The African Community School of Minneapolis (ACS) Child Development Program (CDP) is an after school and weekend tutoring and support program serving Somali children and their parents in Minneapolis, Minnesota. CDP’s goals are to (1) increase children’s leadership skills and self-confidence, (2) improve children’s academic performance, and (3) actively involve children and parents in the design and development of program activities.
All immigrants experience the same difficulties of adjusting to life in the United States. All of them are aware that the lack of sufficient skills to be able to speak the English language is the major factor that affects their successful integration into the U.S. society. Thirty-five percent of African immigrants are reported to speak English less than “very well” (Remington 2008) and 7.6 percent are not fluent in English (Census 2000 cited in NationMaster.com n.d.). The language barrier influences the employers’ decision to hire African immigrants, the immigrants’ aspiration to achieve a higher education and a high-paying job, the children’s hope to excel in school and find new friends, and the parents’ and children’s goal of connecting with the community they live in. In addition, language hinders immigrants from attending to their daily activities, and accessing healthcare. Unsurprisingly, these immigrants also need to become aware of the culture of the United States. For all these challenges they are facing, it is but evident that they are socially and economically disconnected from the society of the United States.
The English Language and the Parent-Child Conflict among Immigrants
The language barrier is the primary concern of both the immigrant parents and their children. Because of the limited ability to speak, read, and write English, immigrant students often struggle academically. Parents, on the other hand, experience difficulty in communicating with teachers and school administrators about homework and other important matters (The Minneapolis Foundation 2004).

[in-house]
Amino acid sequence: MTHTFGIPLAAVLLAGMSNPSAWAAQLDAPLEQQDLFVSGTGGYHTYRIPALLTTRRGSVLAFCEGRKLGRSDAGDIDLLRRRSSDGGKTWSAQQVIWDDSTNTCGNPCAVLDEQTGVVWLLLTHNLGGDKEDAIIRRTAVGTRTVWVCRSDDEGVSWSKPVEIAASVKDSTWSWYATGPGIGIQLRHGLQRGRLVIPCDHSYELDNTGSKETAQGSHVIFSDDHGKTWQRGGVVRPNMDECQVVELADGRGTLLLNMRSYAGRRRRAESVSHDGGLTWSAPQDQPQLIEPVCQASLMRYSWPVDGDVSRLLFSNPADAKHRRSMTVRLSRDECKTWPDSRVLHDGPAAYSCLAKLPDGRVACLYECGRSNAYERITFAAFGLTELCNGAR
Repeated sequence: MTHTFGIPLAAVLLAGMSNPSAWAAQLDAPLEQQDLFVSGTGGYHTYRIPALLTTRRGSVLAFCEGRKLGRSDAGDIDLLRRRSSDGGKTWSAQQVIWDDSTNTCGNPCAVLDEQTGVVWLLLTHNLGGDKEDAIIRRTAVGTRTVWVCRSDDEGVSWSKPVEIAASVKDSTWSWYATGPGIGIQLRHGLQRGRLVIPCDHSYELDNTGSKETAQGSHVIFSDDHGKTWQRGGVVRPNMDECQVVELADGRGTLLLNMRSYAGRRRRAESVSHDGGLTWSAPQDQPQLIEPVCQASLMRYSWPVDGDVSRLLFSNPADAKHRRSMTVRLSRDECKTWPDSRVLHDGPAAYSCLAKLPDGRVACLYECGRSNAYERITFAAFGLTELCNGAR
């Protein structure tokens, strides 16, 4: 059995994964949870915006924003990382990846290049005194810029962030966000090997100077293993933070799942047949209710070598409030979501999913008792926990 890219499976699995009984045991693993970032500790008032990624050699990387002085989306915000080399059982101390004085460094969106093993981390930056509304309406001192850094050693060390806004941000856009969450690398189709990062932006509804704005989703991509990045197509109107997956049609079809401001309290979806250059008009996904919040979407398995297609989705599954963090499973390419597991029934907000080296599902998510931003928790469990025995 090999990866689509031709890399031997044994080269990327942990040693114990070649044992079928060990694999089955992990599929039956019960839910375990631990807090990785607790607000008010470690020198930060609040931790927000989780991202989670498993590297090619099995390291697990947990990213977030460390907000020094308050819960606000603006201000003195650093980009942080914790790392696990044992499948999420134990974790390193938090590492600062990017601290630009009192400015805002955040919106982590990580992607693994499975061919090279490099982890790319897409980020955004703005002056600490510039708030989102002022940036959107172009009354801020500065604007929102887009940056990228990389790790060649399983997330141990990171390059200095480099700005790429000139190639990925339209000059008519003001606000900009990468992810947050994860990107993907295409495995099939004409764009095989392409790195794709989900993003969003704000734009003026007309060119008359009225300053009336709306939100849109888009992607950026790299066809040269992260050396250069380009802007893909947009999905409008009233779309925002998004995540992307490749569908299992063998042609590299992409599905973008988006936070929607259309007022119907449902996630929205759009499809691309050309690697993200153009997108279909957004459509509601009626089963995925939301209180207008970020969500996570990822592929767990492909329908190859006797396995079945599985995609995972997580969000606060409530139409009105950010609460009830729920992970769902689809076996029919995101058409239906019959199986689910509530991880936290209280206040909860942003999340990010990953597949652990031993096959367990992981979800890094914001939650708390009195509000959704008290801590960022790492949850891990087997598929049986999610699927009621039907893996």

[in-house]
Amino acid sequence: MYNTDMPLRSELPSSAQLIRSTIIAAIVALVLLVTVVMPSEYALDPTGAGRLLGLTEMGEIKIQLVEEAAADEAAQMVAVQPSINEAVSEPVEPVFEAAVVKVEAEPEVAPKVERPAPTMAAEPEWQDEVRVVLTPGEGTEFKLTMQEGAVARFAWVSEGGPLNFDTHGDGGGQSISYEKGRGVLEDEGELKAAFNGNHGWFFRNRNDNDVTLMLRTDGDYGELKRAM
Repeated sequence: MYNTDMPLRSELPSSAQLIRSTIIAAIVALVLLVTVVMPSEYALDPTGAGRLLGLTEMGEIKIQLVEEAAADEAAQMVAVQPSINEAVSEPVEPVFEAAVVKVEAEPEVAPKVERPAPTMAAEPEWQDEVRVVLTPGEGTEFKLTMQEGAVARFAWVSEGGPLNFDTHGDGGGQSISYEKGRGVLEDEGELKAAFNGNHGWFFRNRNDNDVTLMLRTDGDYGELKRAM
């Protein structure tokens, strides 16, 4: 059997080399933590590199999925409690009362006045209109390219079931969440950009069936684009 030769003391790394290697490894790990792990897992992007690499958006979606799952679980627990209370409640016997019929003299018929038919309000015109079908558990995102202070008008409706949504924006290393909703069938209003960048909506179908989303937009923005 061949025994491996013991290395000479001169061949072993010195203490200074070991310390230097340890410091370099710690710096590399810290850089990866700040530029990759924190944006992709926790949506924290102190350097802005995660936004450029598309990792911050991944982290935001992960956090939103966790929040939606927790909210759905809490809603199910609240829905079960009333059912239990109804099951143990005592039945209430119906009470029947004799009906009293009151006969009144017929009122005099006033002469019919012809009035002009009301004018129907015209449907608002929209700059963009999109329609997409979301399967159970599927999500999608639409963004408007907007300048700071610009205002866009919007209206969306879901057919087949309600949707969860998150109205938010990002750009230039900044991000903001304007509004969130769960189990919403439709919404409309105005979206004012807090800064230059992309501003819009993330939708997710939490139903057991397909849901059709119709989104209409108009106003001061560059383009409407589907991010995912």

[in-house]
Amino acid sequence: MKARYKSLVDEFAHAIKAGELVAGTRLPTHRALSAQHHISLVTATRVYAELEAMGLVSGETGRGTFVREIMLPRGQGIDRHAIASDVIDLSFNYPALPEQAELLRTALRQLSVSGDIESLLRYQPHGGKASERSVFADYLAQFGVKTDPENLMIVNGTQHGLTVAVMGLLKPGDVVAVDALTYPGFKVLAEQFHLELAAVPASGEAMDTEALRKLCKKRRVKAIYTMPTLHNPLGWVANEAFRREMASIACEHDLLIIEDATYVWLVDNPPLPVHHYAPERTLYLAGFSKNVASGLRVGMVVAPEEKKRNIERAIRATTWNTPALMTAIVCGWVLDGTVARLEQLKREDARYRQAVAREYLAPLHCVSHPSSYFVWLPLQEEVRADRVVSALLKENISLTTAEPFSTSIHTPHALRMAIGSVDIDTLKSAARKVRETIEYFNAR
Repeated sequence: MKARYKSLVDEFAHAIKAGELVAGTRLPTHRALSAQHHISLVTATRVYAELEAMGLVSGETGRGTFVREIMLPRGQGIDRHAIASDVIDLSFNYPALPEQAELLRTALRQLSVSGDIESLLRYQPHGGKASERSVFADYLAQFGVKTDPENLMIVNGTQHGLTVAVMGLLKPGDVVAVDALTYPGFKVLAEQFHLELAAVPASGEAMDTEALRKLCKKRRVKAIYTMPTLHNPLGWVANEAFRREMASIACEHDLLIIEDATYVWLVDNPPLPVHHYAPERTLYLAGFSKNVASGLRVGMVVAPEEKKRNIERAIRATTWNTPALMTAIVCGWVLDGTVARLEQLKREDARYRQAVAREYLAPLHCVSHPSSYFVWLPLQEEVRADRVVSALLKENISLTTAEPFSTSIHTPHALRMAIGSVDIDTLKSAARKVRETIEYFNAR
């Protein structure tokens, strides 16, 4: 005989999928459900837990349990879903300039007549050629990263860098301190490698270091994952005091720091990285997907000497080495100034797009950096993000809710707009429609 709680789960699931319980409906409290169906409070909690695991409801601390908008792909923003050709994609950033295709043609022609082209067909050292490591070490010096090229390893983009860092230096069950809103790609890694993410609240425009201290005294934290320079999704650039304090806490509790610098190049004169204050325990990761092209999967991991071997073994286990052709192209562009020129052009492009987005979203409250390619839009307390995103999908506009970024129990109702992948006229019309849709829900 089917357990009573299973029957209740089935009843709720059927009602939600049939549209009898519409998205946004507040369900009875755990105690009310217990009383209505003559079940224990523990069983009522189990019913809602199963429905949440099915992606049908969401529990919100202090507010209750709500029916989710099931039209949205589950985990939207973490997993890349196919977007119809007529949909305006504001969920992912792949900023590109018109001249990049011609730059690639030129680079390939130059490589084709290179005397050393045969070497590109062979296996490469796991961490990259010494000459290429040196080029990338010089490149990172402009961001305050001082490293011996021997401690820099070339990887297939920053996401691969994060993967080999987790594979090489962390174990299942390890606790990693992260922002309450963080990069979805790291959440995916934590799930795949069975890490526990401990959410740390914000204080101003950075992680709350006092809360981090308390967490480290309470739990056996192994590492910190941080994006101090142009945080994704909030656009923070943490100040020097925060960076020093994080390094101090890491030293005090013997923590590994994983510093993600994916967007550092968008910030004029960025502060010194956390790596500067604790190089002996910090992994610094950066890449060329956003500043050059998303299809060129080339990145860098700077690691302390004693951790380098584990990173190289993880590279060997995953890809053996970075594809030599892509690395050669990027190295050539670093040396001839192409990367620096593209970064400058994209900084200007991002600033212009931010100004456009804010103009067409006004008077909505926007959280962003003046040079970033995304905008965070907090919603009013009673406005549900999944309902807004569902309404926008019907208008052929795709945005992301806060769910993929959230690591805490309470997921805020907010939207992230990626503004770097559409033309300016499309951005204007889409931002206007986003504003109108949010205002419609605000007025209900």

Add to this is the gap that slowly exists between immigrant parents and children once the latter are able to learn the English language and to adjust to the culture of the united States. With children more adaptive to a new life, they learn new things that they refuse to be taught by their parents whom they know are not aware, or less aware, of the way of life in the United States. This makes some immigrant parents feel useless and isolated (Garrett 2006). Add to this, the parents’ helplessness in attending to their simple daily activities, such as buying from grocery stores. It is, therefore, imperative for immigrants to obtain English language training.
The African Immigrant Children
Today, immigrant youth is the fastest growing sector of the child population (Landale & Oropesa 1995 cited in Suarez-Orozco 2001). One in five children in the United States is the child of immigrants. By 2040, the ratio is projected to develop into one in three children (Rong & Prissle, 1998 cited in Suarez-Orozco 2001). In addition, immigrant students are already outperforming their U.S.-born peers. They are often the valedictorians of their classes and they tend to be overrepresented as the recipients of prestigious academic awards. In contrast, other immigrant children demonstrate disturbingly high dropout rates. Many are “overlooked and underserved,” as characterized by a recent report released by the Urban Institute, particularly when they enter U.S. schools at the secondary level (Ruiz-de-Velasco & Fix 2001 cited in Suarez-Orozco 2001).
Many factors can be attributed to these contrasting conditions of immigrant children. Immigrant children who belong to the middle class benefit from financially secure families, good schools, safe neighborhoods, and other supportive formal and informal organizations, which provide better opportunities for them. Children with poorly educated and unskilled parents, on the other hand, often find themselves growing up in underprivileged neighborhoods subject to poverty, poor schools, violence, drugs, and a generally disruptive social environment (Min 1997 cited in Suarez-Orozco 2001). Aside from the economic status, the socio-cultural issues also play a very significant role in the education of immigrants, particularly the African immigrant child (Konadu-Agyemang et al. 2006).